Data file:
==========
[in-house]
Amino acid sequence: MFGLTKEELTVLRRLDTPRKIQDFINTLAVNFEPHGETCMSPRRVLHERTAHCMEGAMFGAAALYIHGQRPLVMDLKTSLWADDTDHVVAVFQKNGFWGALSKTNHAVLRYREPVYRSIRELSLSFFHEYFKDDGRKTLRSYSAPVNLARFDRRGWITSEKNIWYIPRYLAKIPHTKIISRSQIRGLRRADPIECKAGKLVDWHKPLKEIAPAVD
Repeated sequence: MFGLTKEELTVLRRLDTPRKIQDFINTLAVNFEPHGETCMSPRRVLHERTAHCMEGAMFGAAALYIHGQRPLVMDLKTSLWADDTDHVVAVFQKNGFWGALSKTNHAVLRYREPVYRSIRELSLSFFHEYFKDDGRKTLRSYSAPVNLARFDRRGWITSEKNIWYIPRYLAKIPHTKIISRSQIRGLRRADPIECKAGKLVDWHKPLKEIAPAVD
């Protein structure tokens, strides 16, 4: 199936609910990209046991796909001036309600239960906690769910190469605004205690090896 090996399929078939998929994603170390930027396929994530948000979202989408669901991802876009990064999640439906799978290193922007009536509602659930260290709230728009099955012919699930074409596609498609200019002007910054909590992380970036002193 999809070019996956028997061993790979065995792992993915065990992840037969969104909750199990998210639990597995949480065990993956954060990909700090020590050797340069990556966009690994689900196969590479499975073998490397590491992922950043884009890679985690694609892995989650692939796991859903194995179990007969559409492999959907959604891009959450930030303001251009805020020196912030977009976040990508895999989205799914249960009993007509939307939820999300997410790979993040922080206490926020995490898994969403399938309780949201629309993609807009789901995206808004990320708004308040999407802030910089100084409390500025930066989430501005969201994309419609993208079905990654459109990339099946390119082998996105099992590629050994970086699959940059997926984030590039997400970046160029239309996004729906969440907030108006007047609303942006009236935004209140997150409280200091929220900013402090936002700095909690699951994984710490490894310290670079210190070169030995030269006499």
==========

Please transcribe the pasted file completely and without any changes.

[in-house]
Amino acid sequence: MFGLTKEELTVLRRLDTPRKIQDFINTLAVNFEPHGETCMSPRRVLHERTAHCMEGAMFGAAALYIHGQRPLVMDLKTSLWADDTDHVVAVFQKNGFWGALSKTNHAVLRYREPVYRSIRELSLSFFHEYFKDDGRKTLRSYSAPVNLARFDRRGWITSEKNIWYIPRYLAKIPHTKIISRSQIRGLRRADPIECKAGKLVDWHKPLKEIAPAVD
Repeated sequence: MFGLTKEELTVLRRLDTPRKIQDFINTLAVNFEPHGETCMSPRRVLHERTAHCMEGAMFGAAALYIHGQRPLVMDLKTSLWADDTDHVVAVFQKNGFWGALSKTNHAVLRYREPVYRSIRELSLSFFHEYFKDDGRKTLRSYSAPVNLARFDRRGWITSEKNIWYIPRYLAKIPHTKIISRSQIRGLRRADPIECKAGKLVDWHKPLKEIAPAVD
């Protein structure tokens, strides 16, 4: 199936609910990209046991796909001036309600239960906690769910190469605004205690090896 090996399929078939998929994603170390930027396929994530948000979202989408669901991802876009990064999640439906799978290193922007009536509602659930260290709230728009099955012919699930074409596609498609200019002007910054909590992380970036002193 999809070019996956028997061993790979065995792992993915065990992840037969969104909750199990998210639990597995949480065990993956954060990909700090020590050797340069990556966009690994689900196969590479499975073998490397590491992922950043884009890679985690694609892995989650692939796991859903194995179990007969559409492999959907959604891009959450930030303001251009805020020196912030977009976040990508895999989205799914249960009993007509939307939820999300997410790979993040922080206490926020995490898994969403399938309780949201629309993609807009789901995206808004990320708004308040999407802030910089100084409390500025930066989430501005969201994309419609993208079905990654459109990339099946390119082998996105099992590629050994970086699959940059997926984030590039997400970046160029239309996004729906969440907030108006007047609303942006009236935004209140997150409280200091929220900013402090936002700095909690699951994984710490490894310290670079210190070169030995030269006499």